Lakewood Shores employees tear down a barn that caved in during a storm last winter. The plan is to replace the roof but keep the walls if the building is structurally sound. 

OSCODA – Lakewood Shores employees are working to replace the roof of a maintenance barn that caved in during a winter storm.

The process to get the roof off is a painstaking one according to General Manager Craig Peters.

“Right now we’re in the process of taking the collapsed roof off and trying to save as much of the wood as we can because we’d like to reutilize it,” said Peters. “But it’s a piece by piece taking off because one, safety factors and you know we want to make sure all our people are safe and we want to try to save the walls and not have anything else happen with that.”

Peters said the barn has been there since the early 1910s or 1920s was built on Serradella Farm’s property.

He believes the barn was used as a dairy barn but at one time there were potentially horses and cattle sheltered in the structure. He mentioned he also knew they did potato farming at Serradella as well.

This whole property and all these old buildings are very historical.” said Peters.

The replacement of the roof is expected to keep the look that it reflected prior to it caving in.

“Our owner, he loves history and the Serradella Farms, the original, and Lakewood has been in this community obviously for a long time and he wants to keep the integrity with it,” said Peters. “We’ve got all those other barns that we’re constantly maintaining and they’re all about the same age so there’s constant maintenance work to make sure that they’re in good condition.” said Peters.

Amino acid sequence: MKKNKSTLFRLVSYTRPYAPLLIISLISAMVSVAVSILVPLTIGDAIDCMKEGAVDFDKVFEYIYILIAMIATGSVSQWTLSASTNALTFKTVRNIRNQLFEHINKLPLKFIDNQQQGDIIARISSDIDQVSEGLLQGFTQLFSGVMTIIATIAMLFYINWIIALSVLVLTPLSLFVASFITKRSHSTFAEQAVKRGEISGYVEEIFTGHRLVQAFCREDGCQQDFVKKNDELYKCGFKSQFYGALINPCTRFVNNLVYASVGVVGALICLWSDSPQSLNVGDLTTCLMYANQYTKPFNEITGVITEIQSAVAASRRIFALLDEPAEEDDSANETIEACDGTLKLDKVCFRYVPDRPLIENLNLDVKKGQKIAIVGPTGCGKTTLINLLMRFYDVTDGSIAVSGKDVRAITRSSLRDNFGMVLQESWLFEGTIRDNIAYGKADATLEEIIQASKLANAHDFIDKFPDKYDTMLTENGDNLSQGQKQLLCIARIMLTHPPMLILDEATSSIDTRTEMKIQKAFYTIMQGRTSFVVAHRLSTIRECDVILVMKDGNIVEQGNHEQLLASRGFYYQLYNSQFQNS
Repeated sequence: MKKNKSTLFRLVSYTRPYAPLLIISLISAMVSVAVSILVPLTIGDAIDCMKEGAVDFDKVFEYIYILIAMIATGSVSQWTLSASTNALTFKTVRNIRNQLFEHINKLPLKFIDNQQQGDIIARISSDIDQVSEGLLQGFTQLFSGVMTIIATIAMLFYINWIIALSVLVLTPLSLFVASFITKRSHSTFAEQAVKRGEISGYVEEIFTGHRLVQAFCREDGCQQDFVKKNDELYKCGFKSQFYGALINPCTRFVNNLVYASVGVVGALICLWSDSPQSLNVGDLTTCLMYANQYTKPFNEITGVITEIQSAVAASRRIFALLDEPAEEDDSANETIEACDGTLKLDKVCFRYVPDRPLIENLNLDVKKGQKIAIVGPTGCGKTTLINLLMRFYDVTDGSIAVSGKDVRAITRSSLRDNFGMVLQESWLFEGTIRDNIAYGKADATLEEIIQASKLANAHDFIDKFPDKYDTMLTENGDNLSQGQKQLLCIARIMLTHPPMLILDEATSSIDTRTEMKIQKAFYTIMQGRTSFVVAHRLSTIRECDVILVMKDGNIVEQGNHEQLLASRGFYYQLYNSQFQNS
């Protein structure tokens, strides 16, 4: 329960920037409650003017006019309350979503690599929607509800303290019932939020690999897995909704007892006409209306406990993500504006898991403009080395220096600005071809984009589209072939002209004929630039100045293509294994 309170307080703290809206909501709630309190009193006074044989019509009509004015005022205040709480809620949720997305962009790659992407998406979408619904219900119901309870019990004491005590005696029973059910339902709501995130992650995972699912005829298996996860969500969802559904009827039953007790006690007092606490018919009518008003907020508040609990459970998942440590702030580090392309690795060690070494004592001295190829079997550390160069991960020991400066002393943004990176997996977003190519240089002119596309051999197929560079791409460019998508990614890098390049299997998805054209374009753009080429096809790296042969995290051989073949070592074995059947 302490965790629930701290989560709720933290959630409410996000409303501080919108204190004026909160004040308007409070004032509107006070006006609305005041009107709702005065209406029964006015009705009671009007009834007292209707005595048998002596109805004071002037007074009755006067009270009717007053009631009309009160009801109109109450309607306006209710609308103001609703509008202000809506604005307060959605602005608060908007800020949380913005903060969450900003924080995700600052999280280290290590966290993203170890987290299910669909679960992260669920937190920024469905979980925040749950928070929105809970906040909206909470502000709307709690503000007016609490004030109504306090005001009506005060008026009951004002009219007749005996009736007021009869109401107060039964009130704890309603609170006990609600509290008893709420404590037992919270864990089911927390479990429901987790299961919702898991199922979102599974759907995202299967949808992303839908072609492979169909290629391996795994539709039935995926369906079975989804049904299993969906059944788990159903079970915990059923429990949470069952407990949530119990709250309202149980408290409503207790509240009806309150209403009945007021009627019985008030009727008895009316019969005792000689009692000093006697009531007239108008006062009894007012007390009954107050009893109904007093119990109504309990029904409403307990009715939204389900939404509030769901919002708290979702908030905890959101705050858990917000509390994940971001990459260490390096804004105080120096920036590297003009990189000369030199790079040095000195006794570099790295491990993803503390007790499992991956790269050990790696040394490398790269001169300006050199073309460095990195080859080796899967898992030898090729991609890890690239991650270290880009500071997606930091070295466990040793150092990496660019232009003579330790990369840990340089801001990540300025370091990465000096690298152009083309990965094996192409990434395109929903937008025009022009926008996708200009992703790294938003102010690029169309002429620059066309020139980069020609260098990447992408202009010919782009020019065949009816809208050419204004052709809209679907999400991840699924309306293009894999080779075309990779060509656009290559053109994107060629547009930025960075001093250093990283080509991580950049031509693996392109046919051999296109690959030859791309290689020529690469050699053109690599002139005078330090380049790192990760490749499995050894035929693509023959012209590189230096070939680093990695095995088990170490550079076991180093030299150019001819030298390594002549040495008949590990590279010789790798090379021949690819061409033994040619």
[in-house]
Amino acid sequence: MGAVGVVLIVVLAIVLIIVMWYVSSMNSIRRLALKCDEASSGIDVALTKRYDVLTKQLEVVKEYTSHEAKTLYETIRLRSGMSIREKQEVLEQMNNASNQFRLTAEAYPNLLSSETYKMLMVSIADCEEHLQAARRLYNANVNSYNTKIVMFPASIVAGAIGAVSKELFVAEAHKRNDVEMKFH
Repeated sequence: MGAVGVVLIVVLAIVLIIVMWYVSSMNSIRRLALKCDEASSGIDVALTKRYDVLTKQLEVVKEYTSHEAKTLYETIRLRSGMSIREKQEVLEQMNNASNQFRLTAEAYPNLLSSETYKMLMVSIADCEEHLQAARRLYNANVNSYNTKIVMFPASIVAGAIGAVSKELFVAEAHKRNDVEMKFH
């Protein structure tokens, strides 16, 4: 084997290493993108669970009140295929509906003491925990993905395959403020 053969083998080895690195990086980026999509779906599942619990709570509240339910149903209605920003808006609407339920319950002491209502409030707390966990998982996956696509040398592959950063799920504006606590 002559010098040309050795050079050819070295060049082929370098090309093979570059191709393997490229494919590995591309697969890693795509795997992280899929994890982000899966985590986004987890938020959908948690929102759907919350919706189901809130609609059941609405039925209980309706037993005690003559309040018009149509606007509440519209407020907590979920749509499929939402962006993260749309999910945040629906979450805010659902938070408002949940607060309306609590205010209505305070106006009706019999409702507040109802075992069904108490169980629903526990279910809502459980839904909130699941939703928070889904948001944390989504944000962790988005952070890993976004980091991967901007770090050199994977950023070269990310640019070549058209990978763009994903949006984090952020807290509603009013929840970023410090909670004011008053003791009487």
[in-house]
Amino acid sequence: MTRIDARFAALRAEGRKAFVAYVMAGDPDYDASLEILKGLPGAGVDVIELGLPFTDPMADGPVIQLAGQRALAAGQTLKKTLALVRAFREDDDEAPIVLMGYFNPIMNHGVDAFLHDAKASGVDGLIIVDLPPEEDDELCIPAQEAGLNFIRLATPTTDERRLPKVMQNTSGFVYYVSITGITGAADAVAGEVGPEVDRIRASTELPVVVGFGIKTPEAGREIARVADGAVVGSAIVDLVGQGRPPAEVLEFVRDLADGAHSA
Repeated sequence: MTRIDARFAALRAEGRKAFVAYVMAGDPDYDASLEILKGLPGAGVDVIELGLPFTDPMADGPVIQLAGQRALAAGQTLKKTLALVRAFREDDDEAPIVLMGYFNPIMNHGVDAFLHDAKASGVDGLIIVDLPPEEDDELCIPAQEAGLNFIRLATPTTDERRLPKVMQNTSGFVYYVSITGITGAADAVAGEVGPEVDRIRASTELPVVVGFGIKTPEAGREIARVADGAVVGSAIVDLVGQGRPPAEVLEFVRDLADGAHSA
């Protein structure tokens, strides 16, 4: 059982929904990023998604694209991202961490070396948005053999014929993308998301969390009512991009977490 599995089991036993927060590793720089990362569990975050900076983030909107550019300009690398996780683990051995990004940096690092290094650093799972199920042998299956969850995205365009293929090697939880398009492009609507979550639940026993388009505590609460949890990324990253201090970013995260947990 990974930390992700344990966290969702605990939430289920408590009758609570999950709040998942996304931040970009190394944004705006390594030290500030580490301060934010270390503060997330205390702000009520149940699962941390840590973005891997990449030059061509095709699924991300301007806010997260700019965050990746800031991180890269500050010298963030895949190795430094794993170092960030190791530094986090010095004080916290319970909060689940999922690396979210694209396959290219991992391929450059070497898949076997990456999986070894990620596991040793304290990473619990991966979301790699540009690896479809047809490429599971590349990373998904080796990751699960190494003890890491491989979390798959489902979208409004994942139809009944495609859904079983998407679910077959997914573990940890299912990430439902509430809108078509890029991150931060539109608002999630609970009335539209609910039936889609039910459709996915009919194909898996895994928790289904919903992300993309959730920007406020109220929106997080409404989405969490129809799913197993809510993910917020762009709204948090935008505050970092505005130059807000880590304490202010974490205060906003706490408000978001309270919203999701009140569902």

Prior to the collapse the barn was used for additional golf cart storage and cart maintenance and according to Peters they intend to continue housing the carts in the barn after the work is done.

Currently, Lakewood employees are taking care of the tear down. According to Peters an architect has been hired to draw up a new roof and look over anything else that needs to be done to make sure the building is structurally sound.

“If we go in there carelessly we may lose the walls and you can’t replace that wood. You can’t replace those windows with the history they have and the uniqueness of them,” said Peters. “We’re being diligent about it and being safe for our people’s sake and safe for the building itself.”

With so much work left to do and being in the beginning stages of the project, Peters is unsure how long the tear down will take.

“Our biggest concern is getting the roof off and making sure the walls are structurally sound and then we’ll go from there. We won’t know until all that happens and we have an engineer come out and take a look and make sure the walls can be saved.” said Peters.